Aug 03

Remote work benefits air quality, employers and employees

Posted on August 3, 2020 at 8:47 pm by Clay Curtin

During the shelter-in-place, many Bay Area companies implemented work from home policies and procedures. As a result, air quality has dramatically improved!

To keep air quality moving in the right direction, the Air District has launched the Spare the Air Cut the Commute Pledge to encourage employers to commit to extending commute-free options after COVID-19 restrictions are eased or lifted by at least 25 percent for employees whose work requirements allow for that flexibility. In addition to greatly reducing air pollution, implementing a new program or continuing to offer an existing remote work program at your workplace has many other benefits.

Together, it is possible to have a large impact on creating cleaner and healthier air quality in the Bay Area. Learn more about Spare the Air Alerts and take the pledge at, or to sign up for text alerts, text the word “START” to the number 817-57.

Aug 03

FDA warns about dangerous alcohol-based hand sanitizers containing methanol

Posted on August 3, 2020 at 8:36 pm by Clay Curtin

The U.S. Food and Drug Administration (FDA) continues to warn consumers and health care professionals not to use certain alcohol-based hand sanitizers due to the dangerous presence of methanol, or wood alcohol – a substance often used to create fuel and antifreeze that can be toxic when absorbed through the skin as well as life-threatening when ingested. The agency has also taken additional action to help prevent certain hand sanitizers from entering the United States by placing them on an import alert. The FDA is proactively working with manufacturers to recall products and is encouraging retailers to remove products from store shelves and online marketplaces.

The FDA has posted a do-not-use list of dangerous hand sanitizer products, which is being updated regularly. In most cases, methanol does not appear on the product label. However, methanol is not an acceptable ingredient in any drug, including hand sanitizer, even if methanol is listed as an ingredient on the product label. The FDA’s ongoing testing has found methanol contamination in hand sanitizer products ranging from 1 to 80 percent.

Importantly, the FDA is urging consumers not to use any hand sanitizer products from the particular manufacturers on the list even if the product or particular lot number are not listed since some manufacturers are recalling only certain – but not all – of their hand sanitizer products.

When identifying hand sanitizers from the FDA’s do-not-use list, consumers should look for one or more identifiers from the list that match the product’s labeling, including:
  • Manufacturer name
  • Product name
  • National Drug Code (NDC) number
If any of the identifiers (name, company or NDC) match a product on the list, the FDA urges consumers to immediately stop using the hand sanitizer. Dispose of the hand sanitizer bottle in a hazardous waste container, if available, or dispose of as recommended by local waste management and recycling centers. Do not flush or pour these products down the drain or mix with other liquids.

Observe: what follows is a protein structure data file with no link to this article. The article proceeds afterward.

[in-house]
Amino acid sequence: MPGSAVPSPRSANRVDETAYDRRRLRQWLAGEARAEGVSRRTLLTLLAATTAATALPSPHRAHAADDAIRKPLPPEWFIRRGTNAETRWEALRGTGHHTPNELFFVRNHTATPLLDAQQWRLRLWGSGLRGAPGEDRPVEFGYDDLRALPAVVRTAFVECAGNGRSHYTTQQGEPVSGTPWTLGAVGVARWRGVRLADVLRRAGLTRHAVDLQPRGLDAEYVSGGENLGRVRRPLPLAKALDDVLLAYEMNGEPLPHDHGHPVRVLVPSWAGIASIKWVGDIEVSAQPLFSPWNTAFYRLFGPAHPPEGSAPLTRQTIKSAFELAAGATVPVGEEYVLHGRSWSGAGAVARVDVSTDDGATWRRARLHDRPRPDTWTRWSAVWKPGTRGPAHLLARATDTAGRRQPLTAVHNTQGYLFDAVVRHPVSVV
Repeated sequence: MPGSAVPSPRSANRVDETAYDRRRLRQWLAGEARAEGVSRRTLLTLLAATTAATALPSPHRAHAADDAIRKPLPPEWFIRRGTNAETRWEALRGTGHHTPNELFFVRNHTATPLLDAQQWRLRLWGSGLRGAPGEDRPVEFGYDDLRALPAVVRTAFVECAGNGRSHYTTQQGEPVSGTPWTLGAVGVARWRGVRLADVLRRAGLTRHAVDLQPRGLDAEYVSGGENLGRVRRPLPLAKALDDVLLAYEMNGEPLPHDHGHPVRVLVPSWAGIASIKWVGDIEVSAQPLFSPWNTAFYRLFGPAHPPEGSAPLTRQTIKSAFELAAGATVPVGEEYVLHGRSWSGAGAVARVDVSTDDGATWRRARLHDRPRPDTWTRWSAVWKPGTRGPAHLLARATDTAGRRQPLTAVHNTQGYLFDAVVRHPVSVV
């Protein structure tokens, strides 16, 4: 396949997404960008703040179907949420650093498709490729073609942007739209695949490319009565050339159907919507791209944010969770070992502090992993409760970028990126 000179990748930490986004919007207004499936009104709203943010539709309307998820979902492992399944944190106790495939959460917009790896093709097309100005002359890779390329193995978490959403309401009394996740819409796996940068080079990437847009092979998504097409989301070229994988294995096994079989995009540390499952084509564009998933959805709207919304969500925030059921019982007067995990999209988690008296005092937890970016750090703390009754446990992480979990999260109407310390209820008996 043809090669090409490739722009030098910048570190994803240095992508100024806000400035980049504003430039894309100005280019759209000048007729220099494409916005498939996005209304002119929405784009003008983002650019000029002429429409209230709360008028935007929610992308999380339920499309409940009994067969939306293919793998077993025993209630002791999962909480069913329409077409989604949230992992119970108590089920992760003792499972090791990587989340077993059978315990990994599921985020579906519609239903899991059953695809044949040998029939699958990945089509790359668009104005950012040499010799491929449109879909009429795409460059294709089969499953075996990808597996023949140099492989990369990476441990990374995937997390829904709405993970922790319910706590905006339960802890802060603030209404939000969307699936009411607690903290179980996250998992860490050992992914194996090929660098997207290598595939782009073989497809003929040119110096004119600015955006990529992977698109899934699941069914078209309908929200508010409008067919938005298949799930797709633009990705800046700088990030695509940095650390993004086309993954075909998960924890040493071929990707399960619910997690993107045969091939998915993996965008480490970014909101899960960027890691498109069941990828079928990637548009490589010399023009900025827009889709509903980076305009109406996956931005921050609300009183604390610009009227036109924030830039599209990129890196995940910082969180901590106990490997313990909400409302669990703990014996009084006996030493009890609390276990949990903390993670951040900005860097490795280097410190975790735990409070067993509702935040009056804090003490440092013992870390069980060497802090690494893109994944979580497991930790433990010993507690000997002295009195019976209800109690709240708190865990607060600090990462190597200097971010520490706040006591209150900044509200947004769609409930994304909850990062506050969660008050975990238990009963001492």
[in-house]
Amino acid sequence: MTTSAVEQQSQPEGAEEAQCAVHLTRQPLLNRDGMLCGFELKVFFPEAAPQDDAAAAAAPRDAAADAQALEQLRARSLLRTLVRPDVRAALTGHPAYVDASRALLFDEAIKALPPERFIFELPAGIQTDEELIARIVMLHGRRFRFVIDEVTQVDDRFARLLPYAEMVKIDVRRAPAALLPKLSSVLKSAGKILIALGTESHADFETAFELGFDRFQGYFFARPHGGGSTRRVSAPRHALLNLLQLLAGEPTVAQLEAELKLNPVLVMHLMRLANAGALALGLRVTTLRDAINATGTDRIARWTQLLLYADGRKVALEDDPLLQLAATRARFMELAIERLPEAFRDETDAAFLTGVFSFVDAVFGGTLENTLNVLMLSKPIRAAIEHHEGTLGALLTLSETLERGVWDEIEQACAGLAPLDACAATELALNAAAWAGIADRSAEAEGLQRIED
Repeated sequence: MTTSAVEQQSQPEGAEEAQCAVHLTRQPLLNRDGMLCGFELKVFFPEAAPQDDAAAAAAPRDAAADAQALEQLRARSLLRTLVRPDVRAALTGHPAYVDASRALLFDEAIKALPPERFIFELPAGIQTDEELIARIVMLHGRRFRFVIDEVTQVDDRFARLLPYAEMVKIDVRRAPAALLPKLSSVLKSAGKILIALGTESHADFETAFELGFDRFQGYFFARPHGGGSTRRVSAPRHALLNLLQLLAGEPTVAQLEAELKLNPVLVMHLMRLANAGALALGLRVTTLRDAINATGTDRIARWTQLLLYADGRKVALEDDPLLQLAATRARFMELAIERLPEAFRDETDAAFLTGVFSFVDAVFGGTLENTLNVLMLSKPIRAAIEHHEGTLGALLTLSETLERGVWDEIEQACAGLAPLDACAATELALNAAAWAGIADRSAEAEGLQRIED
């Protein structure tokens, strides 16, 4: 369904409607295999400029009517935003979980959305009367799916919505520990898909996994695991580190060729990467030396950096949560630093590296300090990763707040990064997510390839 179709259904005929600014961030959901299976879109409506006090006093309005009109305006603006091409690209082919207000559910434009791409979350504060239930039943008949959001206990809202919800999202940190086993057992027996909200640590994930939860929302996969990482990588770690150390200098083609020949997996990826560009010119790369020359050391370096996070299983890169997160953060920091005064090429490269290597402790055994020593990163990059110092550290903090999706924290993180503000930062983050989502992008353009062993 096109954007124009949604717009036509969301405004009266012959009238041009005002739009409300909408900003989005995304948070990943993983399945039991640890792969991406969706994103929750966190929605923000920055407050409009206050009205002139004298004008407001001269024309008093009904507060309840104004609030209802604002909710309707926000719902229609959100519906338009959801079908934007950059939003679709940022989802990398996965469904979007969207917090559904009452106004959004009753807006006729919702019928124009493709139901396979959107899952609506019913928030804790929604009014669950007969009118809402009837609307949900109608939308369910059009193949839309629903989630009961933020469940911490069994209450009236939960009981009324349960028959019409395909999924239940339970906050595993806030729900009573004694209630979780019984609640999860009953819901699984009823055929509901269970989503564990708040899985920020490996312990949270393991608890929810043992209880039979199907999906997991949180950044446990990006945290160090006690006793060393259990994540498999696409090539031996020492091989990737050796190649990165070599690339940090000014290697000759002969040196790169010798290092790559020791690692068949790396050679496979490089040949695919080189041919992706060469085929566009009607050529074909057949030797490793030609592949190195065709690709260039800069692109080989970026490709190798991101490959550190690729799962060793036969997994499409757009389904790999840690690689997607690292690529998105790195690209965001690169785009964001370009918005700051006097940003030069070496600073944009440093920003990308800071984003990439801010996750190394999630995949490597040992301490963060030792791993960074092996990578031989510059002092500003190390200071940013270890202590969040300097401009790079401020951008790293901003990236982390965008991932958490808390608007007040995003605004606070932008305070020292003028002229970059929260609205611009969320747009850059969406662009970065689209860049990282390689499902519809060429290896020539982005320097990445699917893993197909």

Visit the FDA's Q&A for Consumers: Hand Sanitizer and COVID-19 for more information.

Aug 03

Keeping a safe distance during COVID-19

Posted on August 3, 2020 at 12:47 pm by Clay Curtin

Families are gradually returning to some of the activities that paused when the COVID-19 pandemic began. With the virus still spreading, however, it is important for everyone to continue social distancing. Social distancing means keeping physical space between yourself and other people outside your household. It is a vital step in helping to slow the spread of this virus. 

What are social distancing measures?
Social distancing measures reduce when and where people gather and help to stop or slow the spread of infectious diseases. Social distancing measures include limiting large groups of people coming together, closing buildings and canceling events. When in public spaces it is important to stay 6 feet away from other people.

We can apply social distancing practices in our everyday lives to protect ourselves and our loved ones. Consider the following tips for practicing social distancing when you decide to go out.
  • Know before you go: Before going out, know and follow the guidance from local public health authorities where you live.
  • Prepare for Transportation: Consider social distancing options to travel safely when running errands or commuting to and from work, whether walking, bicycling, wheelchair rolling,or using public transit, rideshares or taxis. 
  • Limit contact when running errands: Stay at least 6 feet away from others who are not from your household while shopping and in lines. If possible, use drive-thru, curbside pickup, or delivery services to limit face-to-face contact with others. Maintain physical distance between yourself and delivery service providers during exchanges and wear a mask.
  • Choose safe social activities
  • Stay distanced while being active: Consider going for a walk, bike ride or wheelchair roll in your neighborhood or in another safe location where you can maintain at least 6 feet of distance between yourself and other pedestrians and cyclists.